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Operation Manna monument honours Allied food drops
Huge 1945 relief mission
Tags: Excerpts from the Windmill
ROTTERDAM - A colourful steel monument was unveiled recently acknowledging Operation Manna, the huge food drop operation over the Nazi-occupied and hunger-stricken western part of the Netherlands in late April and early May 1945. The monument was created by artists of the group Observatorium and symbolizes stacks of food parcels inside the cargo hold of Allied bombers. A huge bronze plaque tells the story of Operation Manna.
The massive airlift, code-named Manna (‘bread from Heaven’) after the miraculous food provision for the Israelites in the Sinai desert, saved numerous Dutch city people from starvation following the infamous Hunger Winter.
The relief operation was an initiative of Dutch Prince Bernhard, the commander of the Dutch forces, which fought along-side the Allies. He organized the assembly of some 11,000 tons of food - cans of flour, chocolate and meat - to be dropped in 5,200 flights over occupied territory. Allied commanders reached an agreement with the Germans to open an air corridor and a cease-fire for this air traffic. To achieve maximum effect of this humanitarian aid and as a condition, the bombers were to fly at a very low altitude. Aircraft and personnel from the RAF and USAAF (which dubbed the operation ‘Chowhound’) took part in the drops, together with Polish and Canadian squadrons.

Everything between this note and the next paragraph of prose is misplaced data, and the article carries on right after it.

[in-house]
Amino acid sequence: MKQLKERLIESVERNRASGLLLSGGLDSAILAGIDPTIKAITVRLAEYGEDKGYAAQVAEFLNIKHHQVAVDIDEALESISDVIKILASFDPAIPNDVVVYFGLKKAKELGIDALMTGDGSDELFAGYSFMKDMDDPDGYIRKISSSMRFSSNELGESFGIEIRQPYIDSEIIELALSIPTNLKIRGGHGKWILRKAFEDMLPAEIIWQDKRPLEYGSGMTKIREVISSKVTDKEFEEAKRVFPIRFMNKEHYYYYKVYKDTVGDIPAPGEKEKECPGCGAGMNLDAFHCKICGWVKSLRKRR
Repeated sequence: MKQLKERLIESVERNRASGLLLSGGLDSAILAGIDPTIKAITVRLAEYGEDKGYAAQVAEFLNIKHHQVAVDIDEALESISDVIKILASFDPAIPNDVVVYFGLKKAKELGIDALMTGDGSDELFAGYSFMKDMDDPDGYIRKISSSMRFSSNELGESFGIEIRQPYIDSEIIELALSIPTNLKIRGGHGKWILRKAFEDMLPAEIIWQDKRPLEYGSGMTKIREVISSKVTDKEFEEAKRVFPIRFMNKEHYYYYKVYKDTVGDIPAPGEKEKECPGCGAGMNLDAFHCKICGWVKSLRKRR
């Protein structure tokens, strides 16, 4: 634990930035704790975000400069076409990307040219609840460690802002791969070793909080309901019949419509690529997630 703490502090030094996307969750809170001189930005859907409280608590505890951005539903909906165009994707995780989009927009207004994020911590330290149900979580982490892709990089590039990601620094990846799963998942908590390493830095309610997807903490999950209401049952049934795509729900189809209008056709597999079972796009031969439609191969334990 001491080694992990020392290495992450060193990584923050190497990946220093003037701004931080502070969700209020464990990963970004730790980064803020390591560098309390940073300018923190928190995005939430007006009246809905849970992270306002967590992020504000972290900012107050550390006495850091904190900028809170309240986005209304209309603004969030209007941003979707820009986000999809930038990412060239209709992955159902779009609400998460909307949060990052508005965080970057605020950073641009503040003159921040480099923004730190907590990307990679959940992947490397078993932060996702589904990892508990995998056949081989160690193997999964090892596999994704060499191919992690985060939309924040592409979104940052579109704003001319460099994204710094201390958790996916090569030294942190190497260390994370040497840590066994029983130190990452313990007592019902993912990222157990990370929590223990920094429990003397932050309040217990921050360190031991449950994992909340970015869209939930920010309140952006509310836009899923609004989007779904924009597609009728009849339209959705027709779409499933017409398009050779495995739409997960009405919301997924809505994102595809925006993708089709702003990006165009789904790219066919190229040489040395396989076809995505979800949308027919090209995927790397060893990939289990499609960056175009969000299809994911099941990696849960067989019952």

While the airborne operation itself was huge, the efforts to haul away the parcels also required massive manpower. At the Rotterdam drops alone - in the polder Terbregge, now the site of the monument - over 4,000 Dutch men and women helped to recover and move the parcels, totaling about 3,900 tons. Since very few vehicles were available on the ground, the effort relied on manual labour. When the USAAF joined the effort on May 1, the number of humanitarian missions doubled. In all, there were ten drop zones.
Last year, a commemorative flight by a vintage WWII bomber carrying Swedish bread, missed the target where thousands were waiting to witness the re-enactment of an Operation Manna flight. This year a B-25 Mitchell bomber took part in the ceremony with a poignant fly-over.
Dutch Junior Minister of Defense Van der Knaap, together with Rotterdam’s Mayor Opstelten unveiled the monument, an initiative started eleven years ago by local organizer Henk Dijkxhoorn, a 12-year old witness of the 1945 drops. Apparently only one other monument in the Netherlands pays homage to Operation Manna, a small plaque in Wassenaar.
The new monument already has been adopted by an area elementary school. Its students will maintain the monument.